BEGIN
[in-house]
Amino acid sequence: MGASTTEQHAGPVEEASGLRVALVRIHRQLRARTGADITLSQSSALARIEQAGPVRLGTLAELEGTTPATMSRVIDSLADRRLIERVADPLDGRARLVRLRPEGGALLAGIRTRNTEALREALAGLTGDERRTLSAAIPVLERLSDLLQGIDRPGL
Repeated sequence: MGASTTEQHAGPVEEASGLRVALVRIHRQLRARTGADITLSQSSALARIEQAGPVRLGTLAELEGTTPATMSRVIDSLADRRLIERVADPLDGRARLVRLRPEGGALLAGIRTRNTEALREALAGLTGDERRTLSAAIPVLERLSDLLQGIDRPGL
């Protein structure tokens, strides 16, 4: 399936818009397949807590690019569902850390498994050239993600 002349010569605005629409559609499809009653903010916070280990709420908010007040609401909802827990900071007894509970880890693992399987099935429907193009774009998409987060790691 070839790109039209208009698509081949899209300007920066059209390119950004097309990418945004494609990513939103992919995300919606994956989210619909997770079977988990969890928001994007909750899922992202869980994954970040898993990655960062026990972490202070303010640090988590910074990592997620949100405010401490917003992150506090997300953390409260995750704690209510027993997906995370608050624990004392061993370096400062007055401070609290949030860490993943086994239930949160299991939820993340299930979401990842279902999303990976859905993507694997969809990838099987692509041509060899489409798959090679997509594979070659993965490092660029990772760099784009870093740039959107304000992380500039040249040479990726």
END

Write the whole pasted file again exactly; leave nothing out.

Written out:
[in-house]
Amino acid sequence: MGASTTEQHAGPVEEASGLRVALVRIHRQLRARTGADITLSQSSALARIEQAGPVRLGTLAELEGTTPATMSRVIDSLADRRLIERVADPLDGRARLVRLRPEGGALLAGIRTRNTEALREALAGLTGDERRTLSAAIPVLERLSDLLQGIDRPGL
Repeated sequence: MGASTTEQHAGPVEEASGLRVALVRIHRQLRARTGADITLSQSSALARIEQAGPVRLGTLAELEGTTPATMSRVIDSLADRRLIERVADPLDGRARLVRLRPEGGALLAGIRTRNTEALREALAGLTGDERRTLSAAIPVLERLSDLLQGIDRPGL
């Protein structure tokens, strides 16, 4: 399936818009397949807590690019569902850390498994050239993600 002349010569605005629409559609499809009653903010916070280990709420908010007040609401909802827990900071007894509970880890693992399987099935429907193009774009998409987060790691 070839790109039209208009698509081949899209300007920066059209390119950004097309990418945004494609990513939103992919995300919606994956989210619909997770079977988990969890928001994007909750899922992202869980994954970040898993990655960062026990972490202070303010640090988590910074990592997620949100405010401490917003992150506090997300953390409260995750704690209510027993997906995370608050624990004392061993370096400062007055401070609290949030860490993943086994239930949160299991939820993340299930979401990842279902999303990976859905993507694997969809990838099987692509041509060899489409798959090679997509594979070659993965490092660029990772760099784009870093740039959107304000992380500039040249040479990726």